Physical description of a character can be difficult to convey—too much will slow the pace or feel ‘list-like’, while too little will not allow readers to form a clear mental image. If a reader cannot imagine what your character looks like, they may have trouble connecting with them on a personal level, or caring about their plight.
One way to balance the showing and telling of physical description is to showcase a few details that really help ‘tell the story’ about who your character is and what they’ve been through up to this point. Think about what makes them different and interesting. Can a unique feature, clothing choice or way they carry themselves help to hint at their personality? Also, consider how they move their body. Using movement will naturally show a character’s physical characteristics, keep the pace flowing and help to convey their emotions.
Descriptors: shaven, bristled, bumpy, bulbous, veined, oval, egg-shaped, pointed, wide, elongated, narrow…
Things Heads Do
- nod: dip, incline, duck and lift, bow, tip, bob
- shake: wag, jerk, waver, sway, rock, tremor
- tilt: slant, cock, twist, shift, lean, turn, pitch, bend
Key Emotions and Related Head Gestures:
- People often move their head without thinking, especially when interacting with others, so it’s a good way to spot a shift in emotion. During conversation, a person may tip their head forward when they are feeling vulnerable (uncertainty, nervousness, fear, shame, embarrassment, confusion, etc.) Rubbing the back of the head can be a self-soothing gesture for worry…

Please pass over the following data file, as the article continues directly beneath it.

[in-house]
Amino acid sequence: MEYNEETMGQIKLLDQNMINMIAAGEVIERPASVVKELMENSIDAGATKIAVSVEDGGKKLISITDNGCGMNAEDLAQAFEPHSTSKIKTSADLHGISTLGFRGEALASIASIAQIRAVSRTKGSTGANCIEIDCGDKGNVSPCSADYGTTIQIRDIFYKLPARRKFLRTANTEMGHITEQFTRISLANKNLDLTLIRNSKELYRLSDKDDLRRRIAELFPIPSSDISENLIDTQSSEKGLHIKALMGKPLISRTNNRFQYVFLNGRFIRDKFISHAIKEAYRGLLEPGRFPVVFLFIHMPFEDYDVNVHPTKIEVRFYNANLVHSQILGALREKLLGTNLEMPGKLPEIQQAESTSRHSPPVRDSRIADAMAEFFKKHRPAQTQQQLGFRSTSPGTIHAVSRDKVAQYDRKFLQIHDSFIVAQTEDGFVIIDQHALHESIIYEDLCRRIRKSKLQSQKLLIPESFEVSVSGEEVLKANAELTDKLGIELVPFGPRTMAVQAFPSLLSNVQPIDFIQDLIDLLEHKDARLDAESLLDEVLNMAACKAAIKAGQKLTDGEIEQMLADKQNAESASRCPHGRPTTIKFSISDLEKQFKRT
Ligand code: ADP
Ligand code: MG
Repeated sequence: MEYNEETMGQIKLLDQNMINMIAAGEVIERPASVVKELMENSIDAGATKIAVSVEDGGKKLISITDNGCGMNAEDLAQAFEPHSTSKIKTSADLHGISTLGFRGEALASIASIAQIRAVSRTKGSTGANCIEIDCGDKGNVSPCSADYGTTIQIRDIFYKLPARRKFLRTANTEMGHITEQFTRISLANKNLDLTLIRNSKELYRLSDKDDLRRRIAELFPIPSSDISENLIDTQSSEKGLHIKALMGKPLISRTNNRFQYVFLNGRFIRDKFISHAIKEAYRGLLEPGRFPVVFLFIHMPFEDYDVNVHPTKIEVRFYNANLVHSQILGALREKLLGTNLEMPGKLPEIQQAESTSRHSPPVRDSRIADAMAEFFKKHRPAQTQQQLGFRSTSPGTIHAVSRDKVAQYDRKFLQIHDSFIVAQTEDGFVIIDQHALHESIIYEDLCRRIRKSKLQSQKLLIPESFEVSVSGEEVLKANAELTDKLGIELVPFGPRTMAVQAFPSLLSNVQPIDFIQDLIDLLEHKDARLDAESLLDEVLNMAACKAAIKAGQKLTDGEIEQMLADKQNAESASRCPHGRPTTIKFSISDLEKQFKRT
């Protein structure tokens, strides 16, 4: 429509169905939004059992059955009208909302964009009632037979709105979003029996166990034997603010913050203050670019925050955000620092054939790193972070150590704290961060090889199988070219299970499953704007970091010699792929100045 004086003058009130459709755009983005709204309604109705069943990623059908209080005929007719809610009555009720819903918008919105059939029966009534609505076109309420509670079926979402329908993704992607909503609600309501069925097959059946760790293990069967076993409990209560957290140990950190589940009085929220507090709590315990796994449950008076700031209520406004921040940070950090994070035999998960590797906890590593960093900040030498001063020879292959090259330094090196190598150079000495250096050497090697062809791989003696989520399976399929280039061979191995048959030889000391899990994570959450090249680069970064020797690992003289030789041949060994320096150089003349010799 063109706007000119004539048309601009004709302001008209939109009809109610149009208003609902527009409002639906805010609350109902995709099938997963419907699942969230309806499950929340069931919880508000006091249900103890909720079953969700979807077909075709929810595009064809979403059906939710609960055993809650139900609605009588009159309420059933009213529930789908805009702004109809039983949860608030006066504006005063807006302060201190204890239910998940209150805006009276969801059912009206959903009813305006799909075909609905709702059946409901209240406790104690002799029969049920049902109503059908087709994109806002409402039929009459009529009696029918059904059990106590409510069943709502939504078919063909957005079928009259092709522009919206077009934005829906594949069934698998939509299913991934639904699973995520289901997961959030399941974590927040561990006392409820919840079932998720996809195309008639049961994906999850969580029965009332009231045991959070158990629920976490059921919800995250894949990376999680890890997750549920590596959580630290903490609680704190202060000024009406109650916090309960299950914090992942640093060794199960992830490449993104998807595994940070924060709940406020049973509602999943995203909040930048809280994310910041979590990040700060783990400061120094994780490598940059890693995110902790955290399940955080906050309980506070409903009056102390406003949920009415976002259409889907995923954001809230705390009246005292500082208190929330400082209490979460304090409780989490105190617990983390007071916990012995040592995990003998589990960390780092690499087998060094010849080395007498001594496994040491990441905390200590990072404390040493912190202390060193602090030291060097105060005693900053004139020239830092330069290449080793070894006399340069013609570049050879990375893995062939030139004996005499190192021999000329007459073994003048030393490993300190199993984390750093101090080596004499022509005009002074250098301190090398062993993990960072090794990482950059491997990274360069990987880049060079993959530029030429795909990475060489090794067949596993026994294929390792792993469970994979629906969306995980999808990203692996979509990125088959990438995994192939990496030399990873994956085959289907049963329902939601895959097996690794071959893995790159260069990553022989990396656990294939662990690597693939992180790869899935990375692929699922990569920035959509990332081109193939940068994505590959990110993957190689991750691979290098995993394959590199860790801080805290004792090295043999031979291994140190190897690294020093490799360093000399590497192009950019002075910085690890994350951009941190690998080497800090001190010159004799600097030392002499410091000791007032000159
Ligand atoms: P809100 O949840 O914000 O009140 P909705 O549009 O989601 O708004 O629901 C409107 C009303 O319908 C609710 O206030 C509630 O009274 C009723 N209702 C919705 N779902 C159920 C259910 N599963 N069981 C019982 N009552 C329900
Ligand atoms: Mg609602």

Clichés to Avoid: Calling a bald man egg-headed or a cue ball
HINT: When describing any part of the body, try to use cues that show the reader more than just a physical description. Make your descriptions do double duty. Example: Dusty scraped his hands over his bristly head, pacing erratically. As he muttered to himself, glancing at the emergency doors every few steps, I noticed his fingers would linger on the twisted scar just above his right ear before traveling back. My heart squeezed painfully for him. The car accident, of course. He was just a child, too young to remember it, but it left him without parents. What a terrible memory to have surface as he waited for word on his son’s condition from the hit and run.
BONUS TIP: The Color, Texture, and Shape Thesaurus might help you find a fresh take on some of the descriptors listed above!
Describe your character’s features in a way that reveals more than just a physical description. Show what he looks like while also reinforcing his personality and emotional state, thereby doing more with less.
Need concrete examples of how to describe your character in a compelling, magnetic way? Good news! This thesaurus has been integrated into our online library at One Stop For Writers. There, you can find help with metaphors and similes, as well as the best ways to describe your character using movement. The entire Physical Feature collection is cross-referenced and linked for easy navigation. If you’re interested in seeing a free sampling of the updated Physical Feature Thesaurus and our other descriptive collections, head on over and register at One Stop!
Angela is a writing coach, international speaker, and bestselling author who loves to travel, teach, empower writers, and pay-it-forward. She also is a founder of One Stop For Writers, a portal to powerful, innovative tools to help writers elevate their storytelling.